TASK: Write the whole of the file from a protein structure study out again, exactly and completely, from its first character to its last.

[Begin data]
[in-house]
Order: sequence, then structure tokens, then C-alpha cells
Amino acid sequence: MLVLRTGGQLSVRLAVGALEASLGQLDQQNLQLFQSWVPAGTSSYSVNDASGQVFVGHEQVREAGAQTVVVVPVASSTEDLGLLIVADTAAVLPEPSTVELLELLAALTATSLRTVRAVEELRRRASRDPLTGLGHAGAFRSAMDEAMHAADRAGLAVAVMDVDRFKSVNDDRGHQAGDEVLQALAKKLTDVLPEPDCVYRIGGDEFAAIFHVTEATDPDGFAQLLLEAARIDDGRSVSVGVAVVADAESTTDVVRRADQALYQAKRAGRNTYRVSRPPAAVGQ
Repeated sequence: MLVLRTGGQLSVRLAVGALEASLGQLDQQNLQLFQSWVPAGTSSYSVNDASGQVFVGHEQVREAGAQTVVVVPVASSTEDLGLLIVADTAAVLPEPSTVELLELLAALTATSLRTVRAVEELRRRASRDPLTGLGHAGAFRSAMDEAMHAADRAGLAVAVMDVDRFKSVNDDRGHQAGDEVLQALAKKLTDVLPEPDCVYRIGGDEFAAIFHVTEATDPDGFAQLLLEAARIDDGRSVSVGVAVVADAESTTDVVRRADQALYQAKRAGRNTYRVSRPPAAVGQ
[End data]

[in-house]
Order: sequence, then structure tokens, then C-alpha cells
Amino acid sequence: MLVLRTGGQLSVRLAVGALEASLGQLDQQNLQLFQSWVPAGTSSYSVNDASGQVFVGHEQVREAGAQTVVVVPVASSTEDLGLLIVADTAAVLPEPSTVELLELLAALTATSLRTVRAVEELRRRASRDPLTGLGHAGAFRSAMDEAMHAADRAGLAVAVMDVDRFKSVNDDRGHQAGDEVLQALAKKLTDVLPEPDCVYRIGGDEFAAIFHVTEATDPDGFAQLLLEAARIDDGRSVSVGVAVVADAESTTDVVRRADQALYQAKRAGRNTYRVSRPPAAVGQ
Repeated sequence: MLVLRTGGQLSVRLAVGALEASLGQLDQQNLQLFQSWVPAGTSSYSVNDASGQVFVGHEQVREAGAQTVVVVPVASSTEDLGLLIVADTAAVLPEPSTVELLELLAALTATSLRTVRAVEELRRRASRDPLTGLGHAGAFRSAMDEAMHAADRAGLAVAVMDVDRFKSVNDDRGHQAGDEVLQALAKKLTDVLPEPDCVYRIGGDEFAAIFHVTEATDPDGFAQLLLEAARIDDGRSVSVGVAVVADAESTTDVVRRADQALYQAKRAGRNTYRVSRPPAAVGQ